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The case for keeping "no cloud" advocates around
Deloitte on Cloud Blog
There seems to be a culture shift wherein those who don’t aggressively push cloud computing are not working with the culture and hype—and are therefore working against it. Why is this a bad thing?
August 23, 2018
A blog post by David Linthicum, managing director, chief cloud strategy officer, Deloitte Consulting LLP
Some people who push back on cloud computing, now or in past years, have been demoted, pushed out of the inner circles of corporate IT, or have lost their jobs. Why? Their arguments against cloud computing often were and still are unfounded arguments against changes to the more familiar status quo. Now there seems to be a culture shift wherein those who don’t aggressively push cloud computing are not working with the culture and hype, and are therefore working against it—which often means they can be ignored or worse.
This is a 180-degree turn as of just five years ago. I was pushed out of meetings simply because I was considered a cloud computing subject matter expert (i.e., a 'pro cloud' guy), and some enterprises wanted none of that. They had knee-jerk reactions to the very idea of leveraging cloud computing. Discussions about the enterprise’s opportunities in the cloud never really took place.
These days it’s a different story. The Global 2000 have all found cloud computing "religion," to the point that any dissenting opinions may now be shunned. It’s caused some CIOs to be pushed out the door, leadership to shuffle around, and for those who think “no cloud” to be deemed politically incorrect.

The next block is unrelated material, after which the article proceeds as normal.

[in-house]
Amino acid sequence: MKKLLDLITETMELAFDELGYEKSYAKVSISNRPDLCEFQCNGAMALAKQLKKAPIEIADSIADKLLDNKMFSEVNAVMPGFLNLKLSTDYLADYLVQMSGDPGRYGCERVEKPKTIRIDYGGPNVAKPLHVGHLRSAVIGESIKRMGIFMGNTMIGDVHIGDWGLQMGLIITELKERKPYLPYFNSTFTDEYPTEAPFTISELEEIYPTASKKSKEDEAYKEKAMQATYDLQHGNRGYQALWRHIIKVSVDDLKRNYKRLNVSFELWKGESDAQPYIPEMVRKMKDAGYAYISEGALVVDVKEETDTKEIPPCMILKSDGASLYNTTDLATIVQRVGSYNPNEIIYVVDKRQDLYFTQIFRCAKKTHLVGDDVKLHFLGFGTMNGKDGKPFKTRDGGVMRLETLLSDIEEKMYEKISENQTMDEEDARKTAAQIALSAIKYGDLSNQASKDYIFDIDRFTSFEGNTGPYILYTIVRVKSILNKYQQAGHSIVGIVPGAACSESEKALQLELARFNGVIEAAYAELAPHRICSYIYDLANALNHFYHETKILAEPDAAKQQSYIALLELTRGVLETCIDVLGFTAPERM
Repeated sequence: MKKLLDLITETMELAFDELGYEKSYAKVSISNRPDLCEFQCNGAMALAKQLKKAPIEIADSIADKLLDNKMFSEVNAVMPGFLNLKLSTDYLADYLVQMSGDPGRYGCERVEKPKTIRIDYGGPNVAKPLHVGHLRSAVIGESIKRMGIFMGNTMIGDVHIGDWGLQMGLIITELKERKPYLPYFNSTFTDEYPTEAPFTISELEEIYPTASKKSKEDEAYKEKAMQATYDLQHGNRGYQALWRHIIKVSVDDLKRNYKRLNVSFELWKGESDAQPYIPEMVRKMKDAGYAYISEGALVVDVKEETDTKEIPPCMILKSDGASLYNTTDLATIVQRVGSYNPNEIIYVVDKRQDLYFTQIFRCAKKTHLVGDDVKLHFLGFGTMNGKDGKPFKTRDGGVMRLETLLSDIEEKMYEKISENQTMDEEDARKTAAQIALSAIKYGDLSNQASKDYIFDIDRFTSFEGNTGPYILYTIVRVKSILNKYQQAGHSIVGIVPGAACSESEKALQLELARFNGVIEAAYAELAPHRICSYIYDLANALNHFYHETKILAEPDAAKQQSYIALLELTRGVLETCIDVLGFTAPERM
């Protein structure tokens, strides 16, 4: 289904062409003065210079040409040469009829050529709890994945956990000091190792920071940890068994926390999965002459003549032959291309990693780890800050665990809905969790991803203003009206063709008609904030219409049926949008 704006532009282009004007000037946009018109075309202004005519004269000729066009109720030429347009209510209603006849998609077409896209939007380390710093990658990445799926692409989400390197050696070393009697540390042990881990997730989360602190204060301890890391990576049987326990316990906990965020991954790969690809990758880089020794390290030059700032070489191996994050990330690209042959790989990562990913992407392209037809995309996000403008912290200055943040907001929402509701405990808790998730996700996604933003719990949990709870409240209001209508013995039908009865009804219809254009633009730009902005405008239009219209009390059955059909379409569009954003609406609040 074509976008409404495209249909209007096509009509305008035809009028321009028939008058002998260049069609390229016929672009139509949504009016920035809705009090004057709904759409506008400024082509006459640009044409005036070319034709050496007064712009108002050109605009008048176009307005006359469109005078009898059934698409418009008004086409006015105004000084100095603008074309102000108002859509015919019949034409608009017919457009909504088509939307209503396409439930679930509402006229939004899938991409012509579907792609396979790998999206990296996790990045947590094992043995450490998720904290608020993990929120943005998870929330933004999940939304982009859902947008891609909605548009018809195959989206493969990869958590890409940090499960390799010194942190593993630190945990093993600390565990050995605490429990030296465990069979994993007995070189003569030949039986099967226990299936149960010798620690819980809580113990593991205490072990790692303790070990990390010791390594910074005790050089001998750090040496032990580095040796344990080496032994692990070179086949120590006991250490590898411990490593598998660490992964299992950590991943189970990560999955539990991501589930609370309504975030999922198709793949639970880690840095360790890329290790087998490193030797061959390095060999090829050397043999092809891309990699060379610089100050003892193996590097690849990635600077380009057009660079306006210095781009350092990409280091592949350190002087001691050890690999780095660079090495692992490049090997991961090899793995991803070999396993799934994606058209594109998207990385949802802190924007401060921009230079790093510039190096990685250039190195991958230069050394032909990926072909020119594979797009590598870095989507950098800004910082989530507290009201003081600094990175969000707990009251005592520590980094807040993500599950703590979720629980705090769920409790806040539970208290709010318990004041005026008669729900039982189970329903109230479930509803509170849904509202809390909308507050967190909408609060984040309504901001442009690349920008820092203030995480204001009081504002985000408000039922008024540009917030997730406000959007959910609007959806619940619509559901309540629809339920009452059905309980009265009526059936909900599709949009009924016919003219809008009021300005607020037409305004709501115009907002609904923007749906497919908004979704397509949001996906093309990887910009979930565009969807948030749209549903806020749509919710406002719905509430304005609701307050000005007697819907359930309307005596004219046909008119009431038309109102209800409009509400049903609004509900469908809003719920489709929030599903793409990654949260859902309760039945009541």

My take? This is just as bad, if not worse, than the cloud pushback I saw five years ago. It’s always a good practice to have a balanced set of opinions to test ideas and call out limitations that need to be addressed.
I get the urge to push out those who are overly negative, who don’t understand reality. However, those who have a "no cloud" opinion just might have a point, if you listen. Cloud computing is not always the way to go for all of enterprise IT. It’s actually helpful to have people around who don’t have a Pavlovian response to the hype.
The reality is that hype can cloud peoples’ view. Enterprise architecture, which includes cloud architecture, demands a balanced and objective view of your “as is” state and how best to move to an optimal “to be." This means looking at all technology, cloud and not.
My advice here is pretty simple. Foster a culture where those who push back on cloud computing are allowed to have an opinion. At the end of the day, this is a balancing act between requirements and technology, and all views should be welcome. You heard that from a cloud computing subject matter expert.
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